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  9. Max Coltheart (2009). Delusions and Misbeliefs. Behavioral and Brain Sciences 32 (6):517-517.
    Beliefs may be true or false, and grounded or ungrounded. McKay & Dennett (M&D) treat these properties of belief as independent. What, then, do they mean by misbelief? They state that misbeliefs are So would they consider a very well-grounded belief that is false a misbelief? And why can't beliefs that are very poorly grounded be considered delusions, even when they are true?
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  10. Max Coltheart & Martha Turner (2009). Confabulation and Delusion. In William Hirstein (ed.), Confabulation: Views From Neuroscience, Psychiatry, Psychology and Philosophy. Oup Oxford. 173.
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  11. Catherine J. Hayes, Richard J. Stevenson & Max Coltheart (2009). Production of Spontaneous and Posed Facial Expressions in Patients with Huntington's Disease: Impaired Communication of Disgust. Cognition and Emotion 23 (1):118-134.
  12. Max Coltheart (2008). Cognitive Science Now and Then. In Pat Rabbitt (ed.), Inside Psychology: A Science Over 50 Years. Oup Oxford.
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  13. William Forde Thompson & Max Coltheart (2008). The Role of Signal Detection and Amplification in the Induction of Emotion by Music. Behavioral and Brain Sciences 31 (5):597-598.
    We propose that the six mechanisms identified by Juslin & Vll (J&V) fall into two categories: signal detection and amplification. Signal detection mechanisms are unmediated and induce emotion by directly detecting emotive signals in music. Amplifiers act in conjunction with signal detection mechanisms. We also draw attention to theoretical and empirical challenges associated with the proposed mechanisms.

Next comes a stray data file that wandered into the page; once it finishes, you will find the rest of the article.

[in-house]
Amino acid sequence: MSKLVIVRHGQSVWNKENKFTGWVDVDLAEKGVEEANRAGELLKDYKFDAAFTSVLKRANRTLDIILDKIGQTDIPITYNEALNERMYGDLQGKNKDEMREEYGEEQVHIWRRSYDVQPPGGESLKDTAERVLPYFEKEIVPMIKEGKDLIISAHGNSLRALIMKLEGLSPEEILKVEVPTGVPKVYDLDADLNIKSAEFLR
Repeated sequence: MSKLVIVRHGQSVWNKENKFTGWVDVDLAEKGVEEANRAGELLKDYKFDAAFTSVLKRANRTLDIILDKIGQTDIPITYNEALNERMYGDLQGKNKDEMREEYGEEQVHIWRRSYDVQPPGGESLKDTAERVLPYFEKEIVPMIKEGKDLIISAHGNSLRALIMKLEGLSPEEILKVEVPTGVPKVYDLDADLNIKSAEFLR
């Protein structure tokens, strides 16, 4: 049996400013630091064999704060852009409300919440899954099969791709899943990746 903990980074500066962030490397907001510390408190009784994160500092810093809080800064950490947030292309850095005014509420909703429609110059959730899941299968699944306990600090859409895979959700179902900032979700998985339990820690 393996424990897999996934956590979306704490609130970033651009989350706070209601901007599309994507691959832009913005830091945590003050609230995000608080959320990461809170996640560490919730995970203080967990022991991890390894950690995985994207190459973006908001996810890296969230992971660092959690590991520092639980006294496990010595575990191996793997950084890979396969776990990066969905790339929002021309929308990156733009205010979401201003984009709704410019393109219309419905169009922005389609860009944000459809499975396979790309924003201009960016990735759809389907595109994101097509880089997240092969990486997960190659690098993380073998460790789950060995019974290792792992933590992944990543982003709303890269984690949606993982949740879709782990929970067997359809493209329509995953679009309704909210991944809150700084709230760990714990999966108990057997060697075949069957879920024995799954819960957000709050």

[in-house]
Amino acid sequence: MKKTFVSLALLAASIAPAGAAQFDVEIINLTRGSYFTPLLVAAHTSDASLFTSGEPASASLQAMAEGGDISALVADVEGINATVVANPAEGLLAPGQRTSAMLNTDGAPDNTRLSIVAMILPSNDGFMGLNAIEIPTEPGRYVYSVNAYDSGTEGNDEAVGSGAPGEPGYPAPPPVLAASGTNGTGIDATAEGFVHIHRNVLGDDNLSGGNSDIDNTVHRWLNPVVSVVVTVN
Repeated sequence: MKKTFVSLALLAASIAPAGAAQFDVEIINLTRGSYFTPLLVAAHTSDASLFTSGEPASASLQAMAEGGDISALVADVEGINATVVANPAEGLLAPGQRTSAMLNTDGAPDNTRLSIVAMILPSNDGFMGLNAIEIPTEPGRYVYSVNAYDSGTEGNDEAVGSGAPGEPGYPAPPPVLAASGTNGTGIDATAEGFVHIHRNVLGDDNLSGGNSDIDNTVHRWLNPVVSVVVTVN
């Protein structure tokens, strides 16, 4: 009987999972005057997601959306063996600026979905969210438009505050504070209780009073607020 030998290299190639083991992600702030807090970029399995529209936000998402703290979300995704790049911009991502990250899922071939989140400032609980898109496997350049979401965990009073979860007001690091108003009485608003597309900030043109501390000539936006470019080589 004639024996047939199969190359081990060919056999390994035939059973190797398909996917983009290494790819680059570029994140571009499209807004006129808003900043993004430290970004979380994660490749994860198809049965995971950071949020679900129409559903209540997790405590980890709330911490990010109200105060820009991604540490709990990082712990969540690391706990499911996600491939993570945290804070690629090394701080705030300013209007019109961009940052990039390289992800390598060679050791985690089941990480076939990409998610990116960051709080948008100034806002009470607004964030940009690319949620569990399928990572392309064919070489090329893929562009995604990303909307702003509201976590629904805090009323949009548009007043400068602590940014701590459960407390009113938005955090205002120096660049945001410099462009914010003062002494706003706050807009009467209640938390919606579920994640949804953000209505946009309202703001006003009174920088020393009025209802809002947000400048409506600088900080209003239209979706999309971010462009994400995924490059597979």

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  14. David Howard, Lyndsey Nickels, Max Coltheart & Jennifer Cole-Virtue (2006). Cumulative Semantic Inhibition in Picture Naming: Experimental and Computational Studies. Cognition 100 (3):464-482.
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  15. Max Coltheart (2005). Commentary: Conscious Experience and Delusional Belief. Philosophy, Psychiatry, and Psychology 12 (2):153-157.
  16. Max Coltheart (2005). Conscious Experience and Delusional Belief. Philosophy, Psychiatry, and Psychology 12 (2):153-157.
  17. Martin Davies, Anne Aimola Davies & Max Coltheart (2005). Anosognosia and the Two-Factor Theory of Delusions. Mind and Language 20 (2):241-57.
    Anosognosia is literally ‘unawareness of or failure to acknowledge one’s hemi- plegia or other disability’ (OED). Etymology would suggest the meaning ‘lack of knowledge of disease’ so that anosognosia would include any denial of impairment, such as denial of blindness (Anton’s syndrome). But Babinski, who introduced the term in 1914, applied it only to patients with hemiplegia who fail to acknowledge their paralysis. Most commonly, this is failure to acknowledge paralysis of the left side of the body following damage to (...)
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  18. Anne Castles & Max Coltheart (2004). Is There a Causal Link From Phonological Awareness to Success in Learning to Read? Cognition 91 (1):77-111.
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  19. Max Coltheart (2003). Dyslexia. In L. Nadel (ed.), Encyclopedia of Cognitive Science. Nature Publishing Group.
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  20. Max Coltheart & Martin Davies (2003). Inference and Explanation in Cognitive Neuropsychology. Cortex 39 (1):188-191.
    The question posed by Dunn and Kirsner (D&K) is an instance of a more general one: What can we infer from data? One answer, if we are talking about logically valid deductive inference, is that we cannot infer theories from data. A theory is supposed to explain the data and so cannot be a mere summary of the data to be explained. The truth of an explanatory theory goes beyond the data and so is never logically guaranteed by the data. (...)